For mental health, don’t let sleep fall by the wayside
The quality of your zzz's plays a critical role in your emotional state.
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May is Mental Health Awareness month. If you’re looking for ways to improve your mental health, consider starting with your sleep. Improving your slumber can mean big benefits when it comes to feeling good.
What is the relationship between sleep and mental health?
A myriad of genetic and environmental factors play into mental health, and not all of them are fully understood. But what we do know is that sleep plays a crucial role in mental wellbeing. Sleep and mental health have a bidirectional relationship, meaning they impact each other.
“We know people with mental health problems tend to have more difficulty with sleep; poor sleep also causes (and exacerbates) mental health problems,” says Richard Blackburn, a clinical psychologist in Cambridge, Minnesota who focuses on sleep.
Sleep issues are listed as symptoms for many psychiatric diagnoses, says Blackburn. The DSM-5, the widely used diagnostic tool created by the American Psychiatric Association, lists sleep disturbances as a symptom of depression, anxiety, and bipolar disorder among other disorders. Chronic insomnia is also associated with increased risk for suicidal ideation.
“Everything gets harder when you sleep poorly,” says Blackburn. Sleep is sometimes called an extra vital sign, he says, along with heart rate, breathing, temperature, and blood pressure, because it’s so important for health. Besides mental health problems, people who routinely get fewer than six hours of sleep a night are at increased risk of heart attacks, strokes, and metabolic conditions like diabetes.
But the good news is sleep problems can be managed. “When sleep goes badly there’s usually a reason for it and that reason needs to be explored,” Blackburn says.
What can I do to improve my sleep and mental health?
Anyone who’s experiencing chronic insomnia or a serious mental health condition like depression should seek medical help. Insomnia exacerbates mental health issues, in part, because people lose emotional regulation when they aren’t sleeping, says Blackburn.
You can start with your primary care physician, who can help you decide whether you need to see a sleep psychologist or a sleep specialist who can perform a sleep study or another course of treatment, Blackburn suggests. A form of counseling called cognitive behavioral therapy, for example, can be effective for improving insomnia, says Blackburn. Treating insomnia can alleviate other symptoms of mental health conditions. Likewise, treating physical medical issues like sleep apnea or hormonal imbalances can improve sleep problems that may be taking a toll on a person’s mental health.
“The best treatment for coexisting sleep and mood disorders may require collaboration among different providers, the use of medications, treatment of associated sleep disorders, and psychotherapy,” says Dr. Brandon Peters, a sleep physician at Virginia Mason Medical Center in Seattle, Washington.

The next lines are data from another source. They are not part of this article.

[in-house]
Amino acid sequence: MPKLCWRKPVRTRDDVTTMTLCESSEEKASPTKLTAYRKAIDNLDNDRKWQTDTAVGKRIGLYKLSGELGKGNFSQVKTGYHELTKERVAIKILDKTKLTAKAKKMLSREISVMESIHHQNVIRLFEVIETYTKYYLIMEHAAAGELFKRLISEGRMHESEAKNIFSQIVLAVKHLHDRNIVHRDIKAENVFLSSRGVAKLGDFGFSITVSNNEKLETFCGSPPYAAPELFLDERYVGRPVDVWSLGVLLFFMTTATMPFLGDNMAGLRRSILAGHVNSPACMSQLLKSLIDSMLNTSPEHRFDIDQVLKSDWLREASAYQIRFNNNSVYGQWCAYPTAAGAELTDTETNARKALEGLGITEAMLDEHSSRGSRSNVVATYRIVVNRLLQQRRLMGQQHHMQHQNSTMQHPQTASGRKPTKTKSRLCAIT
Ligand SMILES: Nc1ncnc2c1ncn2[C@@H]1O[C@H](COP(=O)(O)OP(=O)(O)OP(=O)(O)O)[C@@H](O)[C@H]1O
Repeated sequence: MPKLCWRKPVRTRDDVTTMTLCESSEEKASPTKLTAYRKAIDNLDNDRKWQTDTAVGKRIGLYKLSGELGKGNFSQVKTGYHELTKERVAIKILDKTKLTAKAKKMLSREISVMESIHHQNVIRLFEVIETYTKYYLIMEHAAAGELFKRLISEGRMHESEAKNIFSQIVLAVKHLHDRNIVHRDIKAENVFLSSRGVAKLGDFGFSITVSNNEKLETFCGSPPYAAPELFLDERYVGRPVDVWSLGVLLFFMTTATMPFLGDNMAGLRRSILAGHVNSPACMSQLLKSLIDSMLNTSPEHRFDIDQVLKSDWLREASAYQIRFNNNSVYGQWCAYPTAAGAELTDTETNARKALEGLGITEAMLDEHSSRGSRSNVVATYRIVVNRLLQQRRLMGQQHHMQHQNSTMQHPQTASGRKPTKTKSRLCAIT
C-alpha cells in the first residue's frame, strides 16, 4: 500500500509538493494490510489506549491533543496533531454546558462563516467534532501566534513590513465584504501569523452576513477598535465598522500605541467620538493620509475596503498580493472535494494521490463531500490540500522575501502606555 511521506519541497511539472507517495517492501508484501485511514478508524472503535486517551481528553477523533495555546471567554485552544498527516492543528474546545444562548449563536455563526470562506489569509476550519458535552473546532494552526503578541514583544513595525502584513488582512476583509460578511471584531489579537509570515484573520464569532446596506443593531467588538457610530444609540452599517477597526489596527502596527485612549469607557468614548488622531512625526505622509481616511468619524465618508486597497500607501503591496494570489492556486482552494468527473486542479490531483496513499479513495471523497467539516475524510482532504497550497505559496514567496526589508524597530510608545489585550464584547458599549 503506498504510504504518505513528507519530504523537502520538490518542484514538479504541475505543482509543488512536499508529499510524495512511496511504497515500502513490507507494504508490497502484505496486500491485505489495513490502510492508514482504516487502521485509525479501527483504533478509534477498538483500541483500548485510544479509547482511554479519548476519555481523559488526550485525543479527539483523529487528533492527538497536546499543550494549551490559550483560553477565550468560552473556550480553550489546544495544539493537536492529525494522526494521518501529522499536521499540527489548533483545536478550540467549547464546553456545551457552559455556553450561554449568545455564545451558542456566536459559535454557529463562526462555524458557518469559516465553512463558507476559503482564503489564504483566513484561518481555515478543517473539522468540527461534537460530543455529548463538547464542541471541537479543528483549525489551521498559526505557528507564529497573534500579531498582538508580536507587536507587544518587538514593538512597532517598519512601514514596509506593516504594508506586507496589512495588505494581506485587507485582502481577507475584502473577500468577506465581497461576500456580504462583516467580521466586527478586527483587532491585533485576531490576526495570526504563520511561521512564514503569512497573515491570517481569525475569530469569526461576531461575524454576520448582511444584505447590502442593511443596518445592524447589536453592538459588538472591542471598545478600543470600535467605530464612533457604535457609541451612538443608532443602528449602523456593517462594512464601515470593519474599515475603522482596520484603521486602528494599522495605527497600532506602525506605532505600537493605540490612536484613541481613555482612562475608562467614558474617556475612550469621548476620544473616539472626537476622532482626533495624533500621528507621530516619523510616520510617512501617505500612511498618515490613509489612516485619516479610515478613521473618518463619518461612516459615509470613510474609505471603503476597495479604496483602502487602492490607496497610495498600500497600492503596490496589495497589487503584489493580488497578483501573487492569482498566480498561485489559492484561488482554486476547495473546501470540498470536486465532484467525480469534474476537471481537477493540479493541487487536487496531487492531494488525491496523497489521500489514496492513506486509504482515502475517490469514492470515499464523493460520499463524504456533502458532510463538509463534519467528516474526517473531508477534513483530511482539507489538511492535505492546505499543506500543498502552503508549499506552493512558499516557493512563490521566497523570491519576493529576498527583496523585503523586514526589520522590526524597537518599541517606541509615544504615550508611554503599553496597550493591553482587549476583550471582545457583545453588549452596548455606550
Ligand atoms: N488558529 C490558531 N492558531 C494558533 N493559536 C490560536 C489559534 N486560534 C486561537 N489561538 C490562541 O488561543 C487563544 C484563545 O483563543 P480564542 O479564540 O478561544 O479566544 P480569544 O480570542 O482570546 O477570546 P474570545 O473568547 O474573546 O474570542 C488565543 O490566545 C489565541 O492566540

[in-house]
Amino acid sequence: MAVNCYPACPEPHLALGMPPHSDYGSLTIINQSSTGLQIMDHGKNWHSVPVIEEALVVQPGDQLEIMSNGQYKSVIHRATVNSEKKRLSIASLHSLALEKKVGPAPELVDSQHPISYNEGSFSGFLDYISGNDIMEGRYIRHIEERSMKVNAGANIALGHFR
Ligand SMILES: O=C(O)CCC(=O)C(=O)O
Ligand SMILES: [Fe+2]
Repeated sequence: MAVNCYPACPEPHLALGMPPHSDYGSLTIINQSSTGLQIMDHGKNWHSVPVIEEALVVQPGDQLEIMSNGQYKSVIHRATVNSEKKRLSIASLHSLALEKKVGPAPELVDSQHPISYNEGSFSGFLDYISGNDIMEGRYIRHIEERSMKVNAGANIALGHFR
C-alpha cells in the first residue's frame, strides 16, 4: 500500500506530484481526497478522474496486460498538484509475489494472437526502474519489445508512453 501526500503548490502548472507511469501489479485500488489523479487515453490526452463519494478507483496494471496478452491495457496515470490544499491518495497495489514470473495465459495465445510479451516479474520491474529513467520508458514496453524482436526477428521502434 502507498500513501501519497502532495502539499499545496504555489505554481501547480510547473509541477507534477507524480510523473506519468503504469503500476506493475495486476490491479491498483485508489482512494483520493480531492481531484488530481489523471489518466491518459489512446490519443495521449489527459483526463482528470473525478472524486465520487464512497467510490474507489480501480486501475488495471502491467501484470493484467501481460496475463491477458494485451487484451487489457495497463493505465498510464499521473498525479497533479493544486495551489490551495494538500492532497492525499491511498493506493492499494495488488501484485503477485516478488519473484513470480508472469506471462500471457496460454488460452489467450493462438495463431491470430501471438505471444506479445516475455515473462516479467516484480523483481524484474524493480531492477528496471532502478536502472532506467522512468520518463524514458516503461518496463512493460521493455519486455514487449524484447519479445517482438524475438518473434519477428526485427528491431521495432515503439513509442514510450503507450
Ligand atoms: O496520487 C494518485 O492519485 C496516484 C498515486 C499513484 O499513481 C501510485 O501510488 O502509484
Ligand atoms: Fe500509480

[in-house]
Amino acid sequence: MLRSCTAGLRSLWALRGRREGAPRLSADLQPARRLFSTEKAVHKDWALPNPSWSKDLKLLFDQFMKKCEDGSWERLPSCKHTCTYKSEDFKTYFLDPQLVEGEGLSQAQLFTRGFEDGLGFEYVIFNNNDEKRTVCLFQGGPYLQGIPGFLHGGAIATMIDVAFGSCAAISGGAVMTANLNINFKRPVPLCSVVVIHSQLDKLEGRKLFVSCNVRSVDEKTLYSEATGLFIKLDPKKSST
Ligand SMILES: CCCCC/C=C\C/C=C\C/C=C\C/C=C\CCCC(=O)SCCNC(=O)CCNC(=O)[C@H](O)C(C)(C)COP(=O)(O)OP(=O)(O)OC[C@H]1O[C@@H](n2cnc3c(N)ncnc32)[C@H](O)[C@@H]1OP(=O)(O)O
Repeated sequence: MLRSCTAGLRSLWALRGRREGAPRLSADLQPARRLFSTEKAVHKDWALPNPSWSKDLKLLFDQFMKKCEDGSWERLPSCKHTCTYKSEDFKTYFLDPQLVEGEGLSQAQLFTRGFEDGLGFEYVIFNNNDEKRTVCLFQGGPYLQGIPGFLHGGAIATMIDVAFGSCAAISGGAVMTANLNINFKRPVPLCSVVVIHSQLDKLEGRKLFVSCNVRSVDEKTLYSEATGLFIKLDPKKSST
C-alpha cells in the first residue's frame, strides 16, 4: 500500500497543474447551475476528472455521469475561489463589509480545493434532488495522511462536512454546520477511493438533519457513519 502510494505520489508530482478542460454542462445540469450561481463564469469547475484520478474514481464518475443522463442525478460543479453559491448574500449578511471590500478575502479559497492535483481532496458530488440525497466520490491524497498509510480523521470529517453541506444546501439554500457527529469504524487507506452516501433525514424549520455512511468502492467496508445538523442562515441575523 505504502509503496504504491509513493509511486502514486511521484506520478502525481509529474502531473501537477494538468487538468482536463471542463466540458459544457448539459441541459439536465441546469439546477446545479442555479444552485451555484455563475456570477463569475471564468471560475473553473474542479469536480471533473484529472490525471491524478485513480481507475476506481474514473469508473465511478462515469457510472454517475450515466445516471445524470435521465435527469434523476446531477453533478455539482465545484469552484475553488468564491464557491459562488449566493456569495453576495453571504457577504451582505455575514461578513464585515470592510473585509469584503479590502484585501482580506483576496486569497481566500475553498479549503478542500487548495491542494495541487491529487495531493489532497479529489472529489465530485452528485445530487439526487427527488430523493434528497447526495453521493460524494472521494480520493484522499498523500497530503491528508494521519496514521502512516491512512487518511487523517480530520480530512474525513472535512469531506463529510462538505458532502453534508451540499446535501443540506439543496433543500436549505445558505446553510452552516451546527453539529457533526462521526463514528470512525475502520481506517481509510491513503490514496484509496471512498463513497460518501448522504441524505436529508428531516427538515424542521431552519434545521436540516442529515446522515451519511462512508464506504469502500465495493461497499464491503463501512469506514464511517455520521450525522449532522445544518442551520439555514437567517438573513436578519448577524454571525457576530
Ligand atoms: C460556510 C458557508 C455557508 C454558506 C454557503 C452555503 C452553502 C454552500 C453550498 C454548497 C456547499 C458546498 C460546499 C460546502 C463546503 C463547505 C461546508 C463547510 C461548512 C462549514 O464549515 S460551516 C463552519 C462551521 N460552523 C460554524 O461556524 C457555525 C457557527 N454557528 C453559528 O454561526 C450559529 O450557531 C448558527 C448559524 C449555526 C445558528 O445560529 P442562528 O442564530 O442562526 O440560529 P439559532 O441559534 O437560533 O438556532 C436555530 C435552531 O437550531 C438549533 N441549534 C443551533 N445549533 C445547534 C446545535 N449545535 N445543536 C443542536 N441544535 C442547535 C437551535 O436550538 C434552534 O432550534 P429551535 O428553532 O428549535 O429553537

All of that said, for healthy people who are just looking to get a better night’s rest, there are some simple steps you can take on your own.
Create a bedtime routine
Doing the same set of relaxing and repetitive activities every evening as a bedtime routine can train your brain to get ready for rest. Set a phone reminder for an hour before bedtime to remind yourself to begin transitioning to sleep, advises Peters. Use that time to relax and unplug from your day. This means putting aside your work, email, and social media, and reading or listening to calming music instead.
Wake up at the same time every day
Having a consistent start to your day is just as valuable as a regular bedtime routine for keeping your sleep-wake cycle on track. You should set an alarm for the same time in the morning regardless of what time you went to bed the evening before, says Blackburn. Your internal clock gets set when you get up and get sunlight in your eyes. If you snooze past your alarm, it pushes back your body’s clock, meaning it’ll be more difficult to fall asleep that night.
“Sleeping in on the weekend messes up your internal clock for multiple days,” he says. “It’s like getting jet lag without ever leaving the house.”
Try not to stress in bed
Sometimes not being able to fall asleep once your head hits the pillow can cause you to feel anxious about not being able to sleep… a vicious cycle. If you’re lying in bed unable to doze off for more than 15 to 20 minutes, get up and do something relaxing instead of tossing and turning, says Blackburn. If you lie there stressing about how you can’t sleep, you’ll begin to associate your bed with stress instead of comfort and relaxation.
Similarly, try not to ruminate about your day or stress about your workload while in bed. One option is to listen to a sleep story, like the ones produced by mediation apps like Headspace. These are relaxing bedtime stories for adults designed to take your mind off of daily anxiety and lull you to sleep. If you don’t want screens involved, you can try the Morphée, a screenless meditation device with multiple options for winding down But if stressing in bed is becoming a recurring issue, consider seeking professional help.
Keep your bedroom comfortable
Your bed and bedroom should be a physically comfortable space as well as an emotionally comfortable one. Keep your bedroom cool, dark, and quiet, says Peters. Somewhere in the mid-60s is generally considered the ideal sleep temperature.
If light is an issue in your room, consider using blackout curtains to keep streetlights from keeping you up or a sleep mask if your partner keeps a light on past when you want to be snoozing. If it’s too noisy, try a white-noise machine to drown out ambient sound or earplugs to keep, say, the barking neighbor’s dog from startling you awake.
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